Large Print - 2021 | Large print edition, first edition
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"Over twenty years ago, the heiress Patricia Lockwood was abducted during a robbery of her family's estate, then locked inside an isolated cabin for months. Patricia escaped, but so did her captors -- and the items stolen from her family were never recovered. Until now. On the Upper West Side, a recluse is found murdered in his penthouse apartment, alongside two objects of note: a stolen Vermeer painting and a leather suitcase bearing the initials WHL3. For the first time in years, the authorities have a lead -- not only on Patricia's kidnapping, but also on another FBI cold case -- with the suitcase and painting both pointing them toward one man. Windsor Horne Lockwood III -- or Win, as his few friends call him -- doesn't know how his suitcase and his family's stolen painting ended up with a dead man. But his interest is piqued, especially when the FBI tells him that the man who kidnapped his cousin was also behind an act of domestic terrorism -- and that the conspirators may still be at large. The two cases have baffled the FBI for decades, but Win has three things the FBI doesn't: a personal connection to the case; an ungodly fortune; and his own unique brand of justice"-- Provided by publisher.
Publisher: New York : Grand Central Publishing Large Print, [2021]
Edition: Large print edition, first edition
Copyright Date: ©2021
Branch Call Number: MYSTERY COB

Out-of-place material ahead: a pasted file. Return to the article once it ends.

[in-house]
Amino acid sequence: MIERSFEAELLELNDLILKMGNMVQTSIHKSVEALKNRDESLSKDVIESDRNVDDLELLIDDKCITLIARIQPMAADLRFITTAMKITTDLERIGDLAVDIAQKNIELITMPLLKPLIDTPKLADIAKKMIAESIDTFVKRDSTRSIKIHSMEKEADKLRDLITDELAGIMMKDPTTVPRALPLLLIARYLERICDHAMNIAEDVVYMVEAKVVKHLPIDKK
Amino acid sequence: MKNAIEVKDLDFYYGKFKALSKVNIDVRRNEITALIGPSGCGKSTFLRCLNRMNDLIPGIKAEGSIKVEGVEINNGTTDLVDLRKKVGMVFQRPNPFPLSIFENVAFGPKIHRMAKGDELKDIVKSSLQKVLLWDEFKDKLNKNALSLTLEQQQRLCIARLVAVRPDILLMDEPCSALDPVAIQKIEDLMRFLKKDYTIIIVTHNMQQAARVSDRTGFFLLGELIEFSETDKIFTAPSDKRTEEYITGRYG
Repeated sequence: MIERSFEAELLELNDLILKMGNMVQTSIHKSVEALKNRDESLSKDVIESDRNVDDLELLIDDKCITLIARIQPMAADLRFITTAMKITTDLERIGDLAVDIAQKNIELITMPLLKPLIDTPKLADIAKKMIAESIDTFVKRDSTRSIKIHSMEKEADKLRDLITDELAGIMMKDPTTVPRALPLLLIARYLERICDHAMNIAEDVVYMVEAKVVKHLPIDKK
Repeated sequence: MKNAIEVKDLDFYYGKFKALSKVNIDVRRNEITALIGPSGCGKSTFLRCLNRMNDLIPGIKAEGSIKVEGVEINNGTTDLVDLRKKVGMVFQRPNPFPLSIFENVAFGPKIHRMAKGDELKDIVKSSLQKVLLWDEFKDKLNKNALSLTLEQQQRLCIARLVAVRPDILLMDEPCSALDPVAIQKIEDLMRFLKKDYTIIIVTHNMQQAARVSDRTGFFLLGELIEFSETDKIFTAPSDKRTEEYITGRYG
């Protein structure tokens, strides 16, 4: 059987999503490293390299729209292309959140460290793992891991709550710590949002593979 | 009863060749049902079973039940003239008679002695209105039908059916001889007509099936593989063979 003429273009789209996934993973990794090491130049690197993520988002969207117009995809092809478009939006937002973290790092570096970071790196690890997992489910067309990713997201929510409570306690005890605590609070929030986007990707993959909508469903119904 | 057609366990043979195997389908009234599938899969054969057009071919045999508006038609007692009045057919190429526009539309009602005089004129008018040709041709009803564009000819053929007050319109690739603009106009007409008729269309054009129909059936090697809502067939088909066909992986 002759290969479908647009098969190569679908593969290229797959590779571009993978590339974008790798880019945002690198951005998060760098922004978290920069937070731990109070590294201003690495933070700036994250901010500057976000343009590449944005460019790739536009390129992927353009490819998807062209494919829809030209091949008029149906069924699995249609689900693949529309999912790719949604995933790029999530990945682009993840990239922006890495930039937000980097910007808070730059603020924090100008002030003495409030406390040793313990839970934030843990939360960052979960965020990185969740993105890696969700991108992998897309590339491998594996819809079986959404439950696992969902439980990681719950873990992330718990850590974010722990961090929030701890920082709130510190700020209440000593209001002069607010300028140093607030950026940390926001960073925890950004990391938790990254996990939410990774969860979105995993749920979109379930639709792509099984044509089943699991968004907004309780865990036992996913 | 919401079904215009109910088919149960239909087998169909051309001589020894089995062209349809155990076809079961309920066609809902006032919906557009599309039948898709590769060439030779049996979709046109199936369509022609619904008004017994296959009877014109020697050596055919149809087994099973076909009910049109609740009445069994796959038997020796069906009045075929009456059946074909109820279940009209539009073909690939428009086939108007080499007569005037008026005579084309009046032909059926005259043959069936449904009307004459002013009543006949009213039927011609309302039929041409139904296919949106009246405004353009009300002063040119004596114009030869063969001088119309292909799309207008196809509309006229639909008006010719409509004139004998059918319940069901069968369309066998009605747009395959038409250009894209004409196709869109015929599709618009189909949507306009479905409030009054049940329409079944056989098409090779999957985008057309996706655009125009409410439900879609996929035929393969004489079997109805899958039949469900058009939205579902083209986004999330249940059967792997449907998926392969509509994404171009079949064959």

Characteristics: 469 pages (large print) ; 24 cm
large print
ISBN: 9781538706411


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May 09, 2021

I feel like this book is a by product of a bet he made- and we lost. Win is a presence in the Myron Bolitar books, but is best take in small doses. Corben seems to have wearied over the Bolitar novels so perhaps his muses told him to write about Win and only mention Bolitar in passing. To amuse himself, Corben must have decided to create the mos repulsive protagonist he could conjure up. Win has no socially redeeming values, his deeds and actions are deliberately cruel or violent.

The result of this bet is a Harlan Corben story that suffers from that conceit. Even the plot as it develops is telegraphed so the reader figures the twists and turns out pretty quickly, and there is no surprise at the ending.

May 02, 2021

I have read most of Harlan Coben's books, but I could not read beyond the first 70 pages. Very disappointed with the content. I wanted a good mystery and waited a long time for it. It started out as usual setting the scenes and characters. Then it got very sordid with his personal life and psychotic behavior. I returned it.

Apr 24, 2021

I haved loved all his books and was really looking forward to reading Win but it was a struggle. Too many characters to remember who was who. After getting through three quarters of the book I jumped to the final two chapters to end the story. It may be someone elses challenge but it was too intense for me.

Apr 16, 2021

I have always been a great fan of Harlan Coban but this one doesn't come close to what I
have been accustomed to read. He totally missed the mark with this one. I loved all of the other books he has done but I think this time that he ran out of an interesting story. Maybe he will get back on track with his next book.